Another important point is that you don't need the so-called "superfoods" to give a boost to your health. Forget all those expensive goji or acai berries, vitamin or protein supplements, there are much cheaper and equally tasty options out there that will give you exactly the same amount of anti-oxidants and phytonutrients. In the end, it all comes to one simple thing: don't let marketing drive your food choices, let science do this.
Is it difficult?
You might think that a diet consisting only of whole plant foods will be boring, but it is proven that your taste buds quickly adapt to the taste of fresh, non-processed fruits and vegetables. It takes just a couple of weeks to get used to less salt, less artificial sweeteners, less oils and unhealthy fats (which are the things that keep you hooked to junk food, meat and dairy products). After this short period of adaptation, that peach will taste literally like pure sugar, and a ripe banana is all you'll need to satisfy your sweet cravings after lunch.
Last, but not least, if you choose to eat a healthier whole-foods vegan diet, it doesn't mean that you'll not be able to eat the foods you love anymore. As a vegan, I still enjoy pizza and burgers. The only difference is that now I'm aware of what is good and bad for my body, and I can choose accordingly. I'll skip the cheese in pizza (healthier choice) or use a vegan cheese instead (less healthy but hey, I gotta treat myself sometimes!) and choose the chickpea burger instead of the hamburger (much tastier, trust me).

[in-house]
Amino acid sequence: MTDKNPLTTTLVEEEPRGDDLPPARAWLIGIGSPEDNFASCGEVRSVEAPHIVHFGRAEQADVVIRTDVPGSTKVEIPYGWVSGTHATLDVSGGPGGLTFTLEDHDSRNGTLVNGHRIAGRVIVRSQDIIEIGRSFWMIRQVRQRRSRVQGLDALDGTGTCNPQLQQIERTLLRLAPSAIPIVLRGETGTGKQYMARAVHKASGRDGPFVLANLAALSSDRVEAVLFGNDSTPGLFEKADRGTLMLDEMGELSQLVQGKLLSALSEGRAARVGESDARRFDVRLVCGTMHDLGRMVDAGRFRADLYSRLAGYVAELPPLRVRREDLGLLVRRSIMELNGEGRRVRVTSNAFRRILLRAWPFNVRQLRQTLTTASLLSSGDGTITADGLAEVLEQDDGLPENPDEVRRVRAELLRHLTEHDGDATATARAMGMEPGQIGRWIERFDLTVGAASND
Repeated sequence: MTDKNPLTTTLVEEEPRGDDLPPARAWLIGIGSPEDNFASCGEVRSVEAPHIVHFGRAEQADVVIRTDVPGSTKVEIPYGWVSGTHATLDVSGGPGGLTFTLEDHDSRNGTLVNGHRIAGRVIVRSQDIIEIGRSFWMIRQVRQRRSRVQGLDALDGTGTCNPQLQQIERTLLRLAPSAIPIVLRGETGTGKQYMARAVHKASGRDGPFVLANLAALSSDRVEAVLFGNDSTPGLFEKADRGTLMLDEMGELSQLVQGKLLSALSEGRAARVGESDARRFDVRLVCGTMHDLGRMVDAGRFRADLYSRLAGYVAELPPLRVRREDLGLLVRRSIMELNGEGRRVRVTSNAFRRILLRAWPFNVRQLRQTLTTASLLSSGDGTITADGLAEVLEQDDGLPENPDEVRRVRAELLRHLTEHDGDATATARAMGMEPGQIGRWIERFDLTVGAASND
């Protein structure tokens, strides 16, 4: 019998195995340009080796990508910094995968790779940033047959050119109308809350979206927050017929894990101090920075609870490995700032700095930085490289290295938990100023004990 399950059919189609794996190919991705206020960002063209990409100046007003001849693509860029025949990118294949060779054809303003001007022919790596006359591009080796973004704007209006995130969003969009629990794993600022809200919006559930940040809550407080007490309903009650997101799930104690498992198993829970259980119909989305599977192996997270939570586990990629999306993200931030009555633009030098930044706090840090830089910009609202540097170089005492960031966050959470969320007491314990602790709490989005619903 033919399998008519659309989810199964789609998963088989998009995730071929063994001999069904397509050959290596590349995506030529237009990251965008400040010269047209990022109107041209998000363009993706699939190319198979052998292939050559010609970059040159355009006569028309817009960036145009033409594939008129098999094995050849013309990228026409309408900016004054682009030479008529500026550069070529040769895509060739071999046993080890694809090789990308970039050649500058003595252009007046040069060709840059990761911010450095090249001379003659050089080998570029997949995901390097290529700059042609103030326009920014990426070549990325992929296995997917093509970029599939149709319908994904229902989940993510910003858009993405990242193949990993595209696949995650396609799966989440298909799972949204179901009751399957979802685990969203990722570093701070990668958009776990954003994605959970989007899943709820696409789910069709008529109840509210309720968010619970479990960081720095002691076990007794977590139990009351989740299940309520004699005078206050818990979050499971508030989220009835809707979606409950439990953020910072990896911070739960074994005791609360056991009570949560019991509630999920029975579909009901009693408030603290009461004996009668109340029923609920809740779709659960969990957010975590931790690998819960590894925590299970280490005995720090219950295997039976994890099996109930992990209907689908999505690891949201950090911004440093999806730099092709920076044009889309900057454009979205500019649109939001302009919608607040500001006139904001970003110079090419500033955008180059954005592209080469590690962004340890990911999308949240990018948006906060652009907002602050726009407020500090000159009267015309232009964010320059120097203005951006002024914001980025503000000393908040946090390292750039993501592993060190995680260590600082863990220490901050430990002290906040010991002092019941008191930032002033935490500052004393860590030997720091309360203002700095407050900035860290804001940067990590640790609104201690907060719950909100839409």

The fact that I'm driven by an ethical motivation helps me a lot in keeping my diet as clean as possible, so even though I know that eating some mozzarella once every few months wouldn't cause me cancer, I still skip it all the times and refuse if somebody offers it to me. For me, this is the approach that works and makes me feel best, but you can do differently. If you really can't live without that sausage and eggs, this doesn't mean you have to give it up forever or use the excuse that "no, I can't give it up!" to keep eating it day in and day out. You can still have a full English breakfast a few times a year and you won't die, your body knows very well how to recover from a punch in the face, as long as it doesn't happen every day. What matters is what you eat the rest of the time.
There is a problem with this approach though. As humans, we tend to become addicted to things. If you know you have a potentially addictive personality (like, you smoke a few cigarettes and quickly become addicted to nicotine, for example), then maybe you should try to avoid those foods always, even if your mom cooked them for you. It takes a lot of will power to do this, it's not easy, but definitely doable. Especially if you remember that each of those unhealthy foods comes with a price, not only for your health and the planet (it takes 15500 liters of water to produce 1 kg of beef), but most of the times for the animals that were exploited and killed to produce it.